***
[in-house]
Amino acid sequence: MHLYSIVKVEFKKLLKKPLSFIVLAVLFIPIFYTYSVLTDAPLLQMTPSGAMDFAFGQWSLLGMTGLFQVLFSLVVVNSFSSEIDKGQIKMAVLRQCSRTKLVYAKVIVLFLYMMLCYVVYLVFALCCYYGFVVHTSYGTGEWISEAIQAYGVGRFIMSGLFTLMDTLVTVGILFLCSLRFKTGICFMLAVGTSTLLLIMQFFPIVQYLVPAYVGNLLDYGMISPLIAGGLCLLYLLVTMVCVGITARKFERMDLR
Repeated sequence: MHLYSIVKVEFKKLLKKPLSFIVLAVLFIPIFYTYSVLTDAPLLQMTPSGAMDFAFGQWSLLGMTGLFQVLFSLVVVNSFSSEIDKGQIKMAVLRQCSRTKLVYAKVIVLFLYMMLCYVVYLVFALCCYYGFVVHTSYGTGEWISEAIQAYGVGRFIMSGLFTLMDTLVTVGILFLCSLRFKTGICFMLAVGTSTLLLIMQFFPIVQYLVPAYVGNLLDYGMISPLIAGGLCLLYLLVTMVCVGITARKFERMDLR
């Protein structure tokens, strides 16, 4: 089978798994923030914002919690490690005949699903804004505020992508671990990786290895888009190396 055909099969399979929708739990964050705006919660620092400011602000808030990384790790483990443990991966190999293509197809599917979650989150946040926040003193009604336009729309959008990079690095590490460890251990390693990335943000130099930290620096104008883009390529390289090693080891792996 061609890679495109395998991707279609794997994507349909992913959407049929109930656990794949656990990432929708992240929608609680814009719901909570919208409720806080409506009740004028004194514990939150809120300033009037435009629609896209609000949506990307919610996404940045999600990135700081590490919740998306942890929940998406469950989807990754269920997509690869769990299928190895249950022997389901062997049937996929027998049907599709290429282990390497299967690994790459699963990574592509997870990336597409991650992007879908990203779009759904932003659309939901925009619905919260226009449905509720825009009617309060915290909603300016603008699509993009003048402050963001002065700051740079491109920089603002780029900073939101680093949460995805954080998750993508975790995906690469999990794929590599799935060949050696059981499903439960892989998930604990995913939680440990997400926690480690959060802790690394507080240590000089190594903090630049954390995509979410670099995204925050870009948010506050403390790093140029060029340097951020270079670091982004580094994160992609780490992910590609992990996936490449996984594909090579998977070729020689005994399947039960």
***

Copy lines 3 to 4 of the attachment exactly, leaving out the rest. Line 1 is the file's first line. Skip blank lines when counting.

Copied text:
Repeated sequence: MHLYSIVKVEFKKLLKKPLSFIVLAVLFIPIFYTYSVLTDAPLLQMTPSGAMDFAFGQWSLLGMTGLFQVLFSLVVVNSFSSEIDKGQIKMAVLRQCSRTKLVYAKVIVLFLYMMLCYVVYLVFALCCYYGFVVHTSYGTGEWISEAIQAYGVGRFIMSGLFTLMDTLVTVGILFLCSLRFKTGICFMLAVGTSTLLLIMQFFPIVQYLVPAYVGNLLDYGMISPLIAGGLCLLYLLVTMVCVGITARKFERMDLR
């Protein structure tokens, strides 16, 4: 089978798994923030914002919690490690005949699903804004505020992508671990990786290895888009190396 055909099969399979929708739990964050705006919660620092400011602000808030990384790790483990443990991966190999293509197809599917979650989150946040926040003193009604336009729309959008990079690095590490460890251990390693990335943000130099930290620096104008883009390529390289090693080891792996 061609890679495109395998991707279609794997994507349909992913959407049929109930656990794949656990990432929708992240929608609680814009719901909570919208409720806080409506009740004028004194514990939150809120300033009037435009629609896209609000949506990307919610996404940045999600990135700081590490919740998306942890929940998406469950989807990754269920997509690869769990299928190895249950022997389901062997049937996929027998049907599709290429282990390497299967690994790459699963990574592509997870990336597409991650992007879908990203779009759904932003659309939901925009619905919260226009449905509720825009009617309060915290909603300016603008699509993009003048402050963001002065700051740079491109920089603002780029900073939101680093949460995805954080998750993508975790995906690469999990794929590599799935060949050696059981499903439960892989998930604990995913939680440990997400926690480690959060802790690394507080240590000089190594903090630049954390995509979410670099995204925050870009948010506050403390790093140029060029340097951020270079670091982004580094994160992609780490992910590609992990996936490449996984594909090579998977070729020689005994399947039960």